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Introduction to the MacBook Pro i7
The April 2010 MacBook Pro is essentially a CPU upgrade with the new Intel Core i5 or i7 chip, which promises significantly higher performance. Except for the CPU upgrade and a yawner graphics change, it is all but unchanged from the March 2009 MacBook Pro.
This review tests only the Core i7 mode. The Core i5 model has less CPU cache, which might or might not matter for most tasks. The best way to give your MacBook Pro a personality transplant is to use a solid state drive.
Apple has quietly updated the MacBook Pro line, almost as if ashamed to be changing so little, adding the Intel Core i5 and i7 processors to the 15" and 17" models.
The i5 and i7 processors do produce a very worthwhile performance bump for the MacBook Pro, but in other respects little has changed (more on that below).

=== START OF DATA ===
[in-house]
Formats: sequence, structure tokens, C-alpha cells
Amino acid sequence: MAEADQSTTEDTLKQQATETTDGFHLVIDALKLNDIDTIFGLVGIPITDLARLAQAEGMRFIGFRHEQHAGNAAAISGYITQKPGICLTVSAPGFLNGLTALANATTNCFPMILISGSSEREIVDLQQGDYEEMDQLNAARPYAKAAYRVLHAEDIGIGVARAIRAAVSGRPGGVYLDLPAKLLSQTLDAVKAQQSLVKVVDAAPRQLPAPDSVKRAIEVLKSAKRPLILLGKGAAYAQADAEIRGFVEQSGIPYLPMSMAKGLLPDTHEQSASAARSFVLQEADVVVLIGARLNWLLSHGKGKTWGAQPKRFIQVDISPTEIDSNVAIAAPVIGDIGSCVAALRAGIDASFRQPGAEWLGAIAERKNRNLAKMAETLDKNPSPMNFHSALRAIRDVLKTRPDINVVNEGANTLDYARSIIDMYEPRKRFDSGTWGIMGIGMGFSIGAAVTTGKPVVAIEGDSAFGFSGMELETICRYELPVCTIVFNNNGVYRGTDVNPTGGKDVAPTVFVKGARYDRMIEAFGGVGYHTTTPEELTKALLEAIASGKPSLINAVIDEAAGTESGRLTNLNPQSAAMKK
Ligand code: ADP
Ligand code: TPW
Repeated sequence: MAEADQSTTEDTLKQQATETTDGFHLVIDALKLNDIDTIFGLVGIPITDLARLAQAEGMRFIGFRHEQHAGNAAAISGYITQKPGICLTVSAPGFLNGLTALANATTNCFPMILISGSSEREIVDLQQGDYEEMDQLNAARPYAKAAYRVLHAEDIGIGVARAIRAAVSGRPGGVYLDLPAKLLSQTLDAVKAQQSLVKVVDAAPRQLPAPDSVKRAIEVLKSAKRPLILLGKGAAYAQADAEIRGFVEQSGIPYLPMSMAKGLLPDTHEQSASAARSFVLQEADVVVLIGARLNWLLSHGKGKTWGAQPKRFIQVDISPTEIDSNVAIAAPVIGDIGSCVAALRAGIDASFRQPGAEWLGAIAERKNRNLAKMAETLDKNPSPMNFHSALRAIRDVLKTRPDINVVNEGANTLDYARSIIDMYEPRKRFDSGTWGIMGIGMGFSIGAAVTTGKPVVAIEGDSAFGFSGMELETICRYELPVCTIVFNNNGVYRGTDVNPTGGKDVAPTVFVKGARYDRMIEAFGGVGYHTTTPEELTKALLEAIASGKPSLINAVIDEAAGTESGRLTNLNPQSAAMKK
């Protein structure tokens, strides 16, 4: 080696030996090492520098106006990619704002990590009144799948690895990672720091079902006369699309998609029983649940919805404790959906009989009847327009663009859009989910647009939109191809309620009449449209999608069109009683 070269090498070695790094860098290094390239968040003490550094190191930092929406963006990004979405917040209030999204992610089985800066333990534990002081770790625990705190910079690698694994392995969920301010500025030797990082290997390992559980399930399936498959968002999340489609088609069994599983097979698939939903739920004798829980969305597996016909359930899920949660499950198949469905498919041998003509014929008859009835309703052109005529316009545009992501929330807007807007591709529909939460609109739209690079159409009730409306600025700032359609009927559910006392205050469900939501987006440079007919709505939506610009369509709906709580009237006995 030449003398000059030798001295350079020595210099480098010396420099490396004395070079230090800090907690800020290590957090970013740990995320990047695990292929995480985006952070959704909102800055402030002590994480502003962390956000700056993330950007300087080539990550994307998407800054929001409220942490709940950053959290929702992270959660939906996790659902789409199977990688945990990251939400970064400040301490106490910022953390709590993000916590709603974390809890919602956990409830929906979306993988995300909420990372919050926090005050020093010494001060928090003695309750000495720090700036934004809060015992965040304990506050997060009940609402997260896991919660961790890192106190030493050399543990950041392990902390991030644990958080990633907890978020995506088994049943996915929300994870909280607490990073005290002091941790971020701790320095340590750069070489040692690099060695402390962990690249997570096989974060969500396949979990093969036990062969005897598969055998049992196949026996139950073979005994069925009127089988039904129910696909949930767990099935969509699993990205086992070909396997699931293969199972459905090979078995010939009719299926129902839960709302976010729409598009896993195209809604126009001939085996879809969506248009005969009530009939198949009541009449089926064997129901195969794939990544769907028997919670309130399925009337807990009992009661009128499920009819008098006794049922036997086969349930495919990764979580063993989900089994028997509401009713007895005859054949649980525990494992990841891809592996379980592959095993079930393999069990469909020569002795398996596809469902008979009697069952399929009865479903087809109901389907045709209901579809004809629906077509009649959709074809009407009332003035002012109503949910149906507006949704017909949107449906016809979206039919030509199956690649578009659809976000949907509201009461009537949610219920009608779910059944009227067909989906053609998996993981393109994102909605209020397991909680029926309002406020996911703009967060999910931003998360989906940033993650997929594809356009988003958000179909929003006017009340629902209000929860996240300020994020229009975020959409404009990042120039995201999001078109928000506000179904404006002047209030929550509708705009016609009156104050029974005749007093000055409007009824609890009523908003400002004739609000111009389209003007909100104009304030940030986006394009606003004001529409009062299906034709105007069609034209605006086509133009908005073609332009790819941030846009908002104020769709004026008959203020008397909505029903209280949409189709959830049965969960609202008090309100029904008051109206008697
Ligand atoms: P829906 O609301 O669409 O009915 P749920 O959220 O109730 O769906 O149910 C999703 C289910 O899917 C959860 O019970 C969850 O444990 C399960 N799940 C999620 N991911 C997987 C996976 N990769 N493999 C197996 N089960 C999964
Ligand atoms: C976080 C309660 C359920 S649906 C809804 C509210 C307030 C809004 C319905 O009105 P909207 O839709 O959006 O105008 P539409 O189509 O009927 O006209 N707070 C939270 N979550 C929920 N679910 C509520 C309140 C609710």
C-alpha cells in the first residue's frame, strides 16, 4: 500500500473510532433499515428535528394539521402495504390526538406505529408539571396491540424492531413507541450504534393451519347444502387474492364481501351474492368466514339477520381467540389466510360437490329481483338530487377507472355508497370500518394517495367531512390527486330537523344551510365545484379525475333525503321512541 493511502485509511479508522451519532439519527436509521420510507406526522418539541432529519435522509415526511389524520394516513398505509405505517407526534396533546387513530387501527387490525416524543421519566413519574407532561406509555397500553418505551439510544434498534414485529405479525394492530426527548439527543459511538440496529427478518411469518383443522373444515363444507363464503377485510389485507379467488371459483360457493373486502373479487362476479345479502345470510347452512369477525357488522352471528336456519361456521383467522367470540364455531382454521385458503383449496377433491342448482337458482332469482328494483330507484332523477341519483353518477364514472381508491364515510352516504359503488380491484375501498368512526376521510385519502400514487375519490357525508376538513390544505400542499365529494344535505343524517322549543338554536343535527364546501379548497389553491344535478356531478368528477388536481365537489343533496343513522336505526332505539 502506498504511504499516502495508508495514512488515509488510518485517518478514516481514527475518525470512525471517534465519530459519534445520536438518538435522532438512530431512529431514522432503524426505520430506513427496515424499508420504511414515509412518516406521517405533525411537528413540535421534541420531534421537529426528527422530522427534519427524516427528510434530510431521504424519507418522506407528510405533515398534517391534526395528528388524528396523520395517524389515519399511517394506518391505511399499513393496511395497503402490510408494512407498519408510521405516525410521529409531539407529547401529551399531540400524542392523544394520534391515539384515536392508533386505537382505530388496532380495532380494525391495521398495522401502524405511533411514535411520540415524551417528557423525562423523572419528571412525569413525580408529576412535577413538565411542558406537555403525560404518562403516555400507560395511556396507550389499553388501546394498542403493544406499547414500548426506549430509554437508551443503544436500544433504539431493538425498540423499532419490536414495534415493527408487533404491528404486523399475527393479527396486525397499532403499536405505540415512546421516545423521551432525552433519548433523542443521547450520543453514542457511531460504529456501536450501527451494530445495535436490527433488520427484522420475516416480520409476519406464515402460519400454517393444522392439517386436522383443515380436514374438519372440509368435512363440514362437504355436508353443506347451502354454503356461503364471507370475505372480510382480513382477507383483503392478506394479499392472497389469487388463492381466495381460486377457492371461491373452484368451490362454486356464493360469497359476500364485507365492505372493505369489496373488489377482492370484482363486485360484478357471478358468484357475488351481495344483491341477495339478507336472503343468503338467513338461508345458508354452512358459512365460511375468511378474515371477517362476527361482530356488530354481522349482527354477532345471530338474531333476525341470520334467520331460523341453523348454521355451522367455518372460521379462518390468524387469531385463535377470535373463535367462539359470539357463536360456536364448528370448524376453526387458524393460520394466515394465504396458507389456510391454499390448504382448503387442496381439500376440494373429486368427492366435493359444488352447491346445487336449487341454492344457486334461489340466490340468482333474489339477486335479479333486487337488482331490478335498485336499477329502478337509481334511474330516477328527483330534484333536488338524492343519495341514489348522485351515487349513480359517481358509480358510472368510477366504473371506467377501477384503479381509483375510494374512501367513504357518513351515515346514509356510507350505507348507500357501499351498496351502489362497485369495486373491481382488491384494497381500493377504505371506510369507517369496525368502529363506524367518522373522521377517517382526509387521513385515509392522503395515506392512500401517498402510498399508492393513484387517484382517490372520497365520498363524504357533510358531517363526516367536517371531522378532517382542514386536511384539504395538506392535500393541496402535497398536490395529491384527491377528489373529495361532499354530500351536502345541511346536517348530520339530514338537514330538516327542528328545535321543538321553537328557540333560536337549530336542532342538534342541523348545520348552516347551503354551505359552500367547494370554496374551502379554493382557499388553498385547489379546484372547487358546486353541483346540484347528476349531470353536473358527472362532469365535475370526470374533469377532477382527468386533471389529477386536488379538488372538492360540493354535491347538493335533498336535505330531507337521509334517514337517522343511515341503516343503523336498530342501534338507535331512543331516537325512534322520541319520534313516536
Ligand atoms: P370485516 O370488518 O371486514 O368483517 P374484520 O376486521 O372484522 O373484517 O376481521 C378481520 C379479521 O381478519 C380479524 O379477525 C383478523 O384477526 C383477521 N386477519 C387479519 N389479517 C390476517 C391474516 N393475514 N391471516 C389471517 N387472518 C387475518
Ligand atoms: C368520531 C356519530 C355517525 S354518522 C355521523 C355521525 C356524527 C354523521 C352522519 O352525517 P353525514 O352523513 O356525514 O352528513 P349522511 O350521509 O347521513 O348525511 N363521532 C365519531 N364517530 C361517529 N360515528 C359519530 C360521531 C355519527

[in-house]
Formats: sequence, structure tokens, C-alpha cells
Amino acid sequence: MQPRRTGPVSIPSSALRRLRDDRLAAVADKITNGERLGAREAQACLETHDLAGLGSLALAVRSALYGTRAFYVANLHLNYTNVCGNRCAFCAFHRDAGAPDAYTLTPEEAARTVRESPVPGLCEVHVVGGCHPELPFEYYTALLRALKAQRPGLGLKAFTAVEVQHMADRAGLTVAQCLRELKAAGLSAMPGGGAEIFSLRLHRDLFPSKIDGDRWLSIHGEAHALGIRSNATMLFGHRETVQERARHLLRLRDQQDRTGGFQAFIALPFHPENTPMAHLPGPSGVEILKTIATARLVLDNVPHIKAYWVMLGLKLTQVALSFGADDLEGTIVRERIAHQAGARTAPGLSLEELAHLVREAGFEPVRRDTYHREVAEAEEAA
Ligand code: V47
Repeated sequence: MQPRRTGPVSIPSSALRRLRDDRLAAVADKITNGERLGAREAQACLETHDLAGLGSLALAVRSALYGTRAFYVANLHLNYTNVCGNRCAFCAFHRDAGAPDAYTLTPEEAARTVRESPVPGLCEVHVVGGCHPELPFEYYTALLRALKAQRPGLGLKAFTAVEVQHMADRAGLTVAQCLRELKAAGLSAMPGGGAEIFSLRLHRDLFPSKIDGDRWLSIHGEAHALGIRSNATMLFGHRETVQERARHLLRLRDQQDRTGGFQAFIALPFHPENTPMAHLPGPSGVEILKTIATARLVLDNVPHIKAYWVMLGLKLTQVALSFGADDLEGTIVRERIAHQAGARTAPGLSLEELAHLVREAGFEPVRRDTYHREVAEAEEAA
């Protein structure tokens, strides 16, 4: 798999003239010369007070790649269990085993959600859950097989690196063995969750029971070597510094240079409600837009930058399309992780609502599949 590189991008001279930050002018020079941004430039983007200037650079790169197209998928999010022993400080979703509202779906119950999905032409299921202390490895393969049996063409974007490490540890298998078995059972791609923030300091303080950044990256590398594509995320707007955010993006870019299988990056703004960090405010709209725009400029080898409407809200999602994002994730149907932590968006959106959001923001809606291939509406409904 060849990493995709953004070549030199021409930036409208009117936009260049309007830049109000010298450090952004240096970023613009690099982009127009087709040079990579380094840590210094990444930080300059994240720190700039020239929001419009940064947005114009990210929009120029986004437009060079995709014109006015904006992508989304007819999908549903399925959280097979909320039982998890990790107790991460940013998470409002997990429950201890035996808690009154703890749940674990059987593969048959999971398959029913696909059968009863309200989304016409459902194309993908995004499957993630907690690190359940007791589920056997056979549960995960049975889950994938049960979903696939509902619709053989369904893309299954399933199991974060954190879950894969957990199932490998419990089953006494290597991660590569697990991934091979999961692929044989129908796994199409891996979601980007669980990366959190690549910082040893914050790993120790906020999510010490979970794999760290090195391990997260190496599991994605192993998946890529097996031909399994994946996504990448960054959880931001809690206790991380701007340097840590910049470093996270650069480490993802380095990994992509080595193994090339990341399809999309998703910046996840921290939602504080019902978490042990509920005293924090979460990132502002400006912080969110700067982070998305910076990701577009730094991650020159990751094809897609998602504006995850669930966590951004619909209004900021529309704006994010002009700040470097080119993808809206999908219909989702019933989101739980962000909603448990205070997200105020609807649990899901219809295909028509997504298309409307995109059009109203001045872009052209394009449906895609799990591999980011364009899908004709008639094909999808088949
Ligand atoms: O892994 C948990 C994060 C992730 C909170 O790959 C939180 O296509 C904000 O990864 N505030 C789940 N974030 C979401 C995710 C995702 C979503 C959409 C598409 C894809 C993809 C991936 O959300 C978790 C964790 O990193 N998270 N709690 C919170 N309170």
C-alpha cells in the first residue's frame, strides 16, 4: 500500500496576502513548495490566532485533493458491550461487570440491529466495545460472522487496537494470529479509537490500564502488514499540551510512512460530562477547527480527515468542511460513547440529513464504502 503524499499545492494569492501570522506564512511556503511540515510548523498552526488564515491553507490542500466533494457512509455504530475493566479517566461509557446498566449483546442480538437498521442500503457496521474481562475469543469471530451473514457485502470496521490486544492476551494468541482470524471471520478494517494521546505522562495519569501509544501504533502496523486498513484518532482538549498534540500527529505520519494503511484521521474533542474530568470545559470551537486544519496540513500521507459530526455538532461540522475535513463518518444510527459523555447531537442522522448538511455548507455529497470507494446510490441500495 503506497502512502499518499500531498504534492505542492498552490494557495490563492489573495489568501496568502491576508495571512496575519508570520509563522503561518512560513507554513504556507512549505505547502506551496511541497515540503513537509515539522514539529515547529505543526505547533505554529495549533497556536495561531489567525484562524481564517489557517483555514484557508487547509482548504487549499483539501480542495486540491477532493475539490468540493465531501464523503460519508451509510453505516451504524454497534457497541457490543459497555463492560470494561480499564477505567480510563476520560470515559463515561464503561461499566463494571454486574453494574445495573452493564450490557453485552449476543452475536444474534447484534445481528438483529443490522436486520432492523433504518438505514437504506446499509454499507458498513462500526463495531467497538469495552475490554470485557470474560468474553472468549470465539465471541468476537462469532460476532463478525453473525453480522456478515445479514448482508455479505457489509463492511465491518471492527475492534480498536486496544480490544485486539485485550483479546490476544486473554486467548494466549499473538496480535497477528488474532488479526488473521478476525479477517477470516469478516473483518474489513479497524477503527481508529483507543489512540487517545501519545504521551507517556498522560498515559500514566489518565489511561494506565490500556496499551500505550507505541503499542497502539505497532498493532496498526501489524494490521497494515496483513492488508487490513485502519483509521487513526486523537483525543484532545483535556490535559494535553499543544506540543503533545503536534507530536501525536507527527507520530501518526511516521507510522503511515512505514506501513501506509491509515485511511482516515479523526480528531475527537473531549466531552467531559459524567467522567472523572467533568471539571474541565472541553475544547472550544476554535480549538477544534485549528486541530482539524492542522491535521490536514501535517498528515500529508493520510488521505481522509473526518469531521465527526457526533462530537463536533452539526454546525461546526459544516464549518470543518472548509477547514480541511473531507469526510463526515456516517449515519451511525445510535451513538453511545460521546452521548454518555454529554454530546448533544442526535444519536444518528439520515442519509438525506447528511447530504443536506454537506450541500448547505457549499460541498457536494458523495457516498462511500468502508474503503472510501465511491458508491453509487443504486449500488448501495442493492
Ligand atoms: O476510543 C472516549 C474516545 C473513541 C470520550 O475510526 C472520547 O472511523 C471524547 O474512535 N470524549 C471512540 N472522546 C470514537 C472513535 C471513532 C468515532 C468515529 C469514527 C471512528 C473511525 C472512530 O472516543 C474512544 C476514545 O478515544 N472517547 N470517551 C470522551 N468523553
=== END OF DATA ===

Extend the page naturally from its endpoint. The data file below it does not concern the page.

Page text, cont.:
Can a 2.66Ghz Core i7 can always overcome its 15% gigahertz deficit vs the current model 3.06 GHz MacBook Pro? See the tests on subsequent pages for that answer.
The Apple benchmarks compare the new 2.66GHz Core i7 model against the prior 2.8GHz Core Duo model, even though the 9% faster 3.06GHz Core Duo model can now be had refurbished for substantially less than the new top-of-the-line Core i7 model, with a comparable new price before.
The Apple public benchmarks emphasize extreme use of graphics which make heavy use of the video card, giving an absurdly skewed view of the actual peformance gains. This is simply not realistic for the vast vast majority of buyers who will never run programs that exploit the graphics card so heavily
At right is the configuration tested here.
I replaced the 500GB drive with dual solid state drives eg the MPG Pro Laptop configuration, but I ordered 7200 rpm so I can stick it into a case I already have. Otherwise, order the 5400rpm model, and upgrade to an enterprise-grade SSD or a good 7200rpm drive, or do what I did: upgrade to an .
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